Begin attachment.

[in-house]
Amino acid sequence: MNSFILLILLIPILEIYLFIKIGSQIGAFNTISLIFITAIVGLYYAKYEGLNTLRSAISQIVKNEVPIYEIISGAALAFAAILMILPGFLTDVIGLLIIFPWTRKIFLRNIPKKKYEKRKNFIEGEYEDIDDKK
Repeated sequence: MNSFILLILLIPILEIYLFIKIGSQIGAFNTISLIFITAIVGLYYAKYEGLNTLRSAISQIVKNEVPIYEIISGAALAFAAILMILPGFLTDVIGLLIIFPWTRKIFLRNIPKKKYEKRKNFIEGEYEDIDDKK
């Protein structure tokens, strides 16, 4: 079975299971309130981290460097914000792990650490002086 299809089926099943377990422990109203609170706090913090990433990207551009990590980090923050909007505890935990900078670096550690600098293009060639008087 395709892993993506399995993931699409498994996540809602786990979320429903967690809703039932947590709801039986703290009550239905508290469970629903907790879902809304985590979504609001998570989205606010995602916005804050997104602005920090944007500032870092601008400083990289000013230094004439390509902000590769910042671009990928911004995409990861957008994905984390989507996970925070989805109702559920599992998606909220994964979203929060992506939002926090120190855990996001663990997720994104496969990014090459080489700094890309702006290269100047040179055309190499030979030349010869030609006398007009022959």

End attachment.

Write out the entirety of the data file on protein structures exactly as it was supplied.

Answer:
[in-house]
Amino acid sequence: MNSFILLILLIPILEIYLFIKIGSQIGAFNTISLIFITAIVGLYYAKYEGLNTLRSAISQIVKNEVPIYEIISGAALAFAAILMILPGFLTDVIGLLIIFPWTRKIFLRNIPKKKYEKRKNFIEGEYEDIDDKK
Repeated sequence: MNSFILLILLIPILEIYLFIKIGSQIGAFNTISLIFITAIVGLYYAKYEGLNTLRSAISQIVKNEVPIYEIISGAALAFAAILMILPGFLTDVIGLLIIFPWTRKIFLRNIPKKKYEKRKNFIEGEYEDIDDKK
């Protein structure tokens, strides 16, 4: 079975299971309130981290460097914000792990650490002086 299809089926099943377990422990109203609170706090913090990433990207551009990590980090923050909007505890935990900078670096550690600098293009060639008087 395709892993993506399995993931699409498994996540809602786990979320429903967690809703039932947590709801039986703290009550239905508290469970629903907790879902809304985590979504609001998570989205606010995602916005804050997104602005920090944007500032870092601008400083990289000013230094004439390509902000590769910042671009990928911004995409990861957008994905984390989507996970925070989805109702559920599992998606909220994964979203929060992506939002926090120190855990996001663990997720994104496969990014090459080489700094890309702006290269100047040179055309190499030979030349010869030609006398007009022959």